A new €99 million solar project will help the Rambla Morales desalination plant, which shut down in 2011, to resume operations by fall 2022.
Italian start-up Genius Watter has developed a solar desalination solution that is claimed to be particularly suitable for remote areas with no connection to grid electricity. The system is able to produce up to 1,000 cubic meters of potable water per day at an opex of €0.20 per cubic meter.
Trade bodies the Africa Solar Industry Association and the African Hydrogen Partnership hosted a two-day virtual conference to discuss the role green hydrogen can play in economic growth across the continent–and how it could drive desalination in freshwater-starved coastal countries.
Spanish water-treatment specialist Emalsa has teamed up with Instituto Tecnologico de Canarias ITC and Universidad Europea de Canarias to study the feasibility of a 1.53 MW floating solar plant that could potentially power the Piedra Santa desalination plant in Gran Canaria.
EDF and Oceanus plan to build a pumped hydro storage station and a desalination system powered by wind and solar. The system will use saltwater to produce hydropower during periods of high demand, while producing affordable freshwater.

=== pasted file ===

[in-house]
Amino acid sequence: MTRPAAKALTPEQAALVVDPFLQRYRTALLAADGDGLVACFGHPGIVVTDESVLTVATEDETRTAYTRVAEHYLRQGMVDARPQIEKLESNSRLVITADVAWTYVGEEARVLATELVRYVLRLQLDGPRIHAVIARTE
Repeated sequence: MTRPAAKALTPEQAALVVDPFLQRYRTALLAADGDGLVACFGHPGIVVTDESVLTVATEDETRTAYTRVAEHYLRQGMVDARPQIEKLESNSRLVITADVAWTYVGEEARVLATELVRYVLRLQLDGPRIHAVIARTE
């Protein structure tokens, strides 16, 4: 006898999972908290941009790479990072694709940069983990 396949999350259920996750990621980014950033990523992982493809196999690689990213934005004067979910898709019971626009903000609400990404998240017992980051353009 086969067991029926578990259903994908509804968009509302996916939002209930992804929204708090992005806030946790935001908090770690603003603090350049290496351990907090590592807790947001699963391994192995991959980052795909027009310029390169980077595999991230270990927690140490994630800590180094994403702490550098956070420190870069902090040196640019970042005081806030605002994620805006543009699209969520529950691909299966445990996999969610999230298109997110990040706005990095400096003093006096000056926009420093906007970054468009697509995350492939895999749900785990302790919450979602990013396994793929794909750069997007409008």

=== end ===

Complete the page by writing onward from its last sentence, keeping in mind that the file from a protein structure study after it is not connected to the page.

Two French companies have collaborated on the development of the Osmo-Watt system, which is powered by solar panels. They claim that the technology can produce up to 100 cubic meters of drinking water per day.
Scientists in France conducted an analysis on the competitiveness of water desalination, taking a large scale project planned for Morocco as a case study. The research concludes that PV without storage is the cheapest option to power desalinators, and will likely remain so until at least 2030.
Researchers from the United States have investigated how solar could help electrochemical methods for water treatment become more competitive. The scientists analyzed how electrochemical technologies such as electrocoagulation, capacitive deionization, electrodialysis, and electrodeionization may be combined with solar power generation.
A study from Finland’s Lappeenranta University of Technology states decarbonization of desalination could help achieve a levelized cost of water of €0.32-1.66 per cubic meter. Solar and storage are expected to play a decisive role.
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